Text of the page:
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Creating a Safe Haven

This New Jersey community anticipates improving public safety with the rollout of a citywide wireless mesh network.

The city of Paterson, N.J., is rolling out a new wireless network that promises to be a powerful and cost-effective weapon for the city’s law enforcement officials when it goes live in July.

The $1 million Proxim Wireless mesh network will blanket Paterson, the third-largest city in New Jersey, with a population of 150,000. Paterson is 8.4 square miles and is located about 10 miles west of Manhattan. The city has 500 police officers on its police force, which is dealing with higher-than-average violent and property crime rates.

Dubbed Code Operation Paterson Shield, the new Proxim wireless mesh network operates at the 4.9 gigahertz public safety spectrum and supports 802.11 voice, data and video transmission. The network will support notebooks in squad cars, surveillance cameras in public places and new gunshot detection software.

“It all came down to one thing: How do we integrate our technology and put it under one umbrella network?’’ explained Michael Walker, police director for the city. The city is deploying eight ORiNOCO Public Safety Wi-Fi Mesh Access Points.

Until now, the city’s police force has used broadband mobile data service for the notebooks in its 200 squad cars. Now the city will use its own Proxim wireless network and reap significant monthly cost savings.

“The computers are cheap, but the Verizon air charges are huge when you’re talking about that many vehicles,’’ Walker says. “Now we don’t have to subscribe to a wireless carrier because we become our own carrier.’’

Lt. John Russo, commander of the police force’s strategic management division, says the city was spending $59 per month for each of its 100 Verizon Wireless AirCard licenses. The Proxim network is a good deal for the city because “it lets us control our destiny for billing purposes,’’ he says.

The new wireless network also will support 44 surveillance cameras positioned at busy intersections and crime-ridden neighborhoods. These cameras are monitored around the clock at police headquarters. Images from the cameras can be sent to squad cars so police officers can see crime scenes before they arrive.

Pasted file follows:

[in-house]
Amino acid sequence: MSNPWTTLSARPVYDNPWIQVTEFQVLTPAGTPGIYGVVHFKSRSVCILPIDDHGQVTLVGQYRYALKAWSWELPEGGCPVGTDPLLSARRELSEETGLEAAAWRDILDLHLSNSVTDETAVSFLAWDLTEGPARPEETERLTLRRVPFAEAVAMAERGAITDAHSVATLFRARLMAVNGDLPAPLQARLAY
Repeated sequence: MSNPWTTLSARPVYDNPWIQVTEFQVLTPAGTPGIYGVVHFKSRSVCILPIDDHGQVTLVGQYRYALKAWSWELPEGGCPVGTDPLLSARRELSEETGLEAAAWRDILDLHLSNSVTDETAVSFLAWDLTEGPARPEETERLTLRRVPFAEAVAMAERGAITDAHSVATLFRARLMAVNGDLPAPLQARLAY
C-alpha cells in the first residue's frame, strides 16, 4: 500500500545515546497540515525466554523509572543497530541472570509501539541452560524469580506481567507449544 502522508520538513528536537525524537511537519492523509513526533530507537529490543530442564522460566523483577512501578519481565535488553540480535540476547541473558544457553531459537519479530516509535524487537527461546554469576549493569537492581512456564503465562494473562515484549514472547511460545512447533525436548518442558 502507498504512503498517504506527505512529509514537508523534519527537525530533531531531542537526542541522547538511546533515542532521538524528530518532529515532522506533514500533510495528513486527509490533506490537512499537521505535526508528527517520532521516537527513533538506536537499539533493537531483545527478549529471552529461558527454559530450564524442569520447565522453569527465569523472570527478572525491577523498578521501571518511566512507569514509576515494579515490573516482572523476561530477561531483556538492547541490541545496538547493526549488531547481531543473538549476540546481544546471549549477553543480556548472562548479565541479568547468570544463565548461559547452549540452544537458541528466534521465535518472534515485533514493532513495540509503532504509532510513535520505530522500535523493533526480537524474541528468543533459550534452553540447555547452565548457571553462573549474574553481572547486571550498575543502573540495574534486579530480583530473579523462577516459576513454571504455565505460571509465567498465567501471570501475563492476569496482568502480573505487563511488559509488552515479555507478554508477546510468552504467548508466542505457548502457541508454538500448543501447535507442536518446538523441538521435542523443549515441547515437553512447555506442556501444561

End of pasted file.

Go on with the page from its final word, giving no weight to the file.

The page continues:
“We started installing cameras two years ago, and we found it reduced our rates of homicides and home invasions,’’ Walker said. “We’ve seen crime move because of the cameras. We put a camera in an intersection, and then the gangs aren’t there any more … Now everyone is wanting cameras in their neighborhoods.’’

Once the surveillance camera images are available on the Panasonic Toughbook notebooks in the squad cars, the city’s police department anticipates being able to respond to criminal activity faster and with appropriate force.

“We get a lot more productivity out of an officer working 12 virtual beats with 12 surveillance cameras than by walking a beat,’’ Walker says. “If we have a call that there’s a gang at an intersection, the police officer on the surveillance camera can get there immediately and can advise the responding officer if the gang is still there, how large it is, if there is any evidence of weapons or whether we need more than one officer.’’

Walker says the surveillance cameras operate like a forward observer in the Army. “Our response time drops anywhere from five to 15 minutes to within a minute with the cameras,’’ he adds.

The final piece of Code Operation Paterson Shield is a gunshot location system. This real-time system detects the sound of gunshots using sensors located throughout the city. Once a gunshot has been detected, the surveillance cameras automatically zero in on the area where the gunshot was heard.

The City of Paterson previously had just one IT employee, but recently added three IT staff to support the new wireless network, notebooks, surveillance cameras and gunshot detection software.

Learning how to operate the network “has been pretty straightforward,’’ Russo says. “Once the network is up and running, we have a service contract and a five-year warranty on the eight radio repeaters, so there won’t be any additional costs.’’

Walker is hopeful that Code Operation Paterson Shield will make the city safer. “We’re cutting crime. We’re making some neighborhoods safer, and we’re saving money through the wireless system,’’ he says.

Jun 26 2008

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